Thursday, January 26, 2023
Jan. 26, 2023

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Weather delays construction of downtown Vancouver’s Safe Stay homeless community

Start still on track for early 2023 despite neighbors’ concerns

By , Columbian staff reporter
Published:
3 Photos
A no-parking sign blocks an entrance to the empty lot that is the proposed location of the third Safe Stay site in downtown Vancouver.
A no-parking sign blocks an entrance to the empty lot that is the proposed location of the third Safe Stay site in downtown Vancouver. (Photos by Taylor Balkom/The Columbian) Photo Gallery

In an empty parking lot in downtown Vancouver, a fresh blanket of rain darkens a bed of loose gravel. The property houses sparse trees and a skirt of bushes along the edge.

But soon enough, the lot will be filled with white pallet shelters and a place to call home for up to 40 community members in need of housing. Yet, complications continue to muddle the timeline on when work will actually begin.

In November, the Vancouver City Council voted 5-2 to green-light a third Safe Stay Community at 415 W. 11th St., in downtown Vancouver.

What initially looked like a January start date has been pushed back by some minor hiccups, most of which are due to winter conditions. The weather has complicated contractors from moving to the next step, which includes paving and for a stormwater drainage analysis, according to Jamie Spinelli, Vancouver’s homeless resource manager.

“We’re looking at late January, early February to start,” Spinelli said.

The timeline of when the housing community will begin welcoming residents remains tentative, too. Spinelli said the new start time aligns with the city’s early 2023 estimate. The analysis’s completion will then jump-start the temporary use permit process and more paving, and the team can begin designing a layout with contractors.

Design changes

The new Safe Stay site will be nearly identical to the two existing sites, though the city plans to adjust the exterior. Due to its downtown location, the site must follow different design standards needed in the neighborhood.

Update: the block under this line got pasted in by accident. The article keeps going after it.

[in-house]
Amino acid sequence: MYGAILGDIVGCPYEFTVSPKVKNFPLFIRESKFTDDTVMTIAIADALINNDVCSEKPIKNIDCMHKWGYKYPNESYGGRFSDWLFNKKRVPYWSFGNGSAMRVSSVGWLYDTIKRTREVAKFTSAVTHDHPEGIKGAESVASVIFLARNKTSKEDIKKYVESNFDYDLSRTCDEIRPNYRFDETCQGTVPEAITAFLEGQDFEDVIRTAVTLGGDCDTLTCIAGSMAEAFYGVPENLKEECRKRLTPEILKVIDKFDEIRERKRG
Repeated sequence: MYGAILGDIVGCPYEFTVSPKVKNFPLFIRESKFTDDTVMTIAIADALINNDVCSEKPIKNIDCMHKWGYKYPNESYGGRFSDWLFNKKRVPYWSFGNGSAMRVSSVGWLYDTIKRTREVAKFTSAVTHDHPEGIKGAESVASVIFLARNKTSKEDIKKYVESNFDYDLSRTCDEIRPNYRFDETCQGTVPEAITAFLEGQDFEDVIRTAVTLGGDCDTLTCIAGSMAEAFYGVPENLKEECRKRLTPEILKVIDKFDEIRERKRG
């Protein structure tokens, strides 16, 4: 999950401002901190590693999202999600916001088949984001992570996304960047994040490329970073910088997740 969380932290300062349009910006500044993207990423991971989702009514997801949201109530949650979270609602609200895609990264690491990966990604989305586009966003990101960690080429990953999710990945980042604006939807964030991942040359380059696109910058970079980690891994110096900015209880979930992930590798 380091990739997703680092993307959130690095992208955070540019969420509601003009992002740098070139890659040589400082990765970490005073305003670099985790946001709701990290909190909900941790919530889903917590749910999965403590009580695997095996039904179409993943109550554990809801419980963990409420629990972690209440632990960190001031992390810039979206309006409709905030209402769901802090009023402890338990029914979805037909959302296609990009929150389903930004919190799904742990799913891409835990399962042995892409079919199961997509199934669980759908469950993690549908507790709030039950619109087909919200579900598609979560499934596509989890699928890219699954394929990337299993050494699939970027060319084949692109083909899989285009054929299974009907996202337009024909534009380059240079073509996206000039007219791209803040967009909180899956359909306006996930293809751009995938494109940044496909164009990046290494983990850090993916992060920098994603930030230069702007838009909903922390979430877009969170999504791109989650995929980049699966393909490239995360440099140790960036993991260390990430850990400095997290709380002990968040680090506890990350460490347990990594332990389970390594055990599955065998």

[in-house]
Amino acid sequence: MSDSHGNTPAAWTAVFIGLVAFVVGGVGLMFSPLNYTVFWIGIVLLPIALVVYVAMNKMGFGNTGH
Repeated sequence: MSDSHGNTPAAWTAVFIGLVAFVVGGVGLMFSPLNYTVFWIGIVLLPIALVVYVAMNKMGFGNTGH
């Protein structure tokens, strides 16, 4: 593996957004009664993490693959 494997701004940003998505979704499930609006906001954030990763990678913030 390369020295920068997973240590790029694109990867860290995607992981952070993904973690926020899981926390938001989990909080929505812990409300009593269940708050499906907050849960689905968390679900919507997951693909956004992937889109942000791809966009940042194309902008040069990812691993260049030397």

Spinelli said the team is considering wooden fencing rather than chain link, which would appear more attractive on the outside. The proposed fence would also provide residents with more privacy within the site.

The downtown Safe Stay is projected to include 20 modular pallet shelters that can house up to 40 people. It will be staffed 24/7 and will have security cameras looking into the site and outside. Similar to the other two sites, the third Safe Stay will have a mandated 1,000-foot no-camping ban. Spinelli said outreach to people living around the site has already begun.

Neighbors’ concerns

But as work continues to inch along, neighbors of the future Safe Stay site continue to voice concerns about crime, cleanliness and the prospect that the new housing could hinder their businesses.

Project neighbors say they are not opposed to the third Safe Stay, but would rather it be in another location.

Les Wolf, a landlord and owner of Wolf Property Management, has a family legacy in the downtown area. Wolf’s father built the set of buildings in the 1950s; Wolf took over the family company shortly after that.

“To be clear, all of us in the neighborhood support the Safe Stay project. I don’t know the percentages, but I know they’ve had some very positive success come out of it. Our issue is, we don’t feel they have the proper space to have it,” said Wolf.

The backside of Wolf’s building is adjacent to the up-and-coming Safe Stay site. Wolf said the building’s two tenants, or himself, continually have to clean up trash he said is left behind when people experiencing homelessness clear out the dumpsters looking for items.

Terry Phillips, a real estate investment broker and president of TOP Property Group, runs a business across the street from the lot. Currently, he rents out the buildings to tenants and says he has been impacted economically by homelessness downtown. Some tenants have said they will not renew their leases over their safety concerns.

“Our (the neighborhood’s) businesses are affected by that. People come to our place of business and ask about what’s going on with people laying on the sidewalk out there or the camps,” he said.